The name Babelsberg is well known to fans of cinema. Silent films such as "The Cabinet of Dr. Caligari," classics like "Three Wishes for Cinderella,” and blockbusters such as "The Hunger Games" have been filmed in full or partly at the legendary studio some 25 kilometers southwest of Berlin. Today, the location continues to make history: the media industry of Berlin and the surrounding region gathered there for this year's "medientreff" or “media meet-up.” The media.connect brandenburg network and the Open Telekom Cloud were the event’s hosts.
The filmmakers working at Babelsberg Media City have always explored the possibilities of technology. And they did so again on June 12: It saw the launch of Europe’s first commercial, so-called volumetric video studio, which allows three-dimensional films to be produced. In the circular room 32 cameras are placed on walls and ceiling. They record actors from all angles and in different lighting scenes. This creates a lifelike scan – without a green screen or motion capture technology. Holograms can then be created from the image data and integrated into scenes in computer games, corporate films or feature films, for example. This allows the audience to view the actors from any perspective. Using virtual reality glasses they can immerse themselves in the action, move freely around and experience a walk-in film – just like on the holodeck of the science fiction series Star Trek.
The filming in the special studio produces around 1.6 terabytes of data per minute of video. To be able to process this large amount of material, a platform such as the Open Telekom Cloud is crucial. It not only has the storage space to store video data permanently or temporarily, but also has the computing power for the cutting of the film. In addition, finished formats such as series, news broadcasts or feature films can be streamed directly from the cloud via the internet – always optimized for any end device.
The volumetric data will still be stored locally in Babelsberg for the time being. However, visitors to the medientreff 2018 were certain that media production and IT systems will merge completely in the future. While 35-millimeter film was long considered the standard, the medium has evolved rapidly– from analogue film to digital video, from 4:3 to 16:9, from standard, to high and ultra-high definition.
The work processes have also changed: Series and films are produced around the globe. Freelancers overseas cut the material, cutters in Europe do the postproduction, and then service providers in New Zealand add the special effects. Public cloud offerings are the optimal solution for this. Everyone always has access to the latest video material and simply works together with everyone else. This eliminates the need for time-consuming data transfers.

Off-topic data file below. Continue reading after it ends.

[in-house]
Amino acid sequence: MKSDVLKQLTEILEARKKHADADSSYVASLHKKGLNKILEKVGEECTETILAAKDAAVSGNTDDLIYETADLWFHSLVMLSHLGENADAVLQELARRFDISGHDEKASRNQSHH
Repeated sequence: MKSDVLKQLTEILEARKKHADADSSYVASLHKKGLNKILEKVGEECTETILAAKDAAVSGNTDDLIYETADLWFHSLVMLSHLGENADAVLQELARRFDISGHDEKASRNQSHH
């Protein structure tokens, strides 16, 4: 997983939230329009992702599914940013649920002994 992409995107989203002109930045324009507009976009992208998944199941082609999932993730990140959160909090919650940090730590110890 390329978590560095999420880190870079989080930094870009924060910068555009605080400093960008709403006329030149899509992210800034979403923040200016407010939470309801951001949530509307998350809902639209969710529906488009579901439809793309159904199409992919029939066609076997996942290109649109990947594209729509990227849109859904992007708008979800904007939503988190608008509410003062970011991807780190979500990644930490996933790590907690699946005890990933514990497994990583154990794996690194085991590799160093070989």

The Open Telekom Cloud offers all the prerequisites for this. Archiving systems are easy to set up and cheap to operate. Confusing tape storage solutions are a thing of the past. If producers want to transcode or encode video files, the required scalable processing power is available: Field Programmable Gate Arrays, FPGA for short, are available to support complex image processing processes with hardware acceleration. Hybrid solutions can also be implemented if part of the Open Telekom Cloud is installed as hardware in the company's own server facility.
The event in Babelsberg showed where the media world is heading," says Ralf Hülsmann, Head of Partner Ecosystem for Cloud at T-Systems' Digital Division. "The Open Telekom Cloud was the sponsor of the medientreff for the first time. The day has shown that we will be there much more often in the future. Not as a host, but as a solution provider for the industry."
Volucap is the company responsible for marketing the volumetric video studio. It was founded by ARRI Cine Technik, the Fraunhofer Institute, Interlake System, Studio Babelsberg and UFA. "Now at the beginning it is of course a very exciting topic, because it is so new and hardly anyone has any experiences with it", says Sven Bliedung, managing director of Volucap GmbH. "But in the long run, this will be a basic technology that everyone will work with eventually. And that will permeate the whole of everyday life."
How is the cloud changing the film industry? Where is the media world heading? The interview with Sven Bliedung and Ralf Hülsmann from medientreff 2018 provides further insights.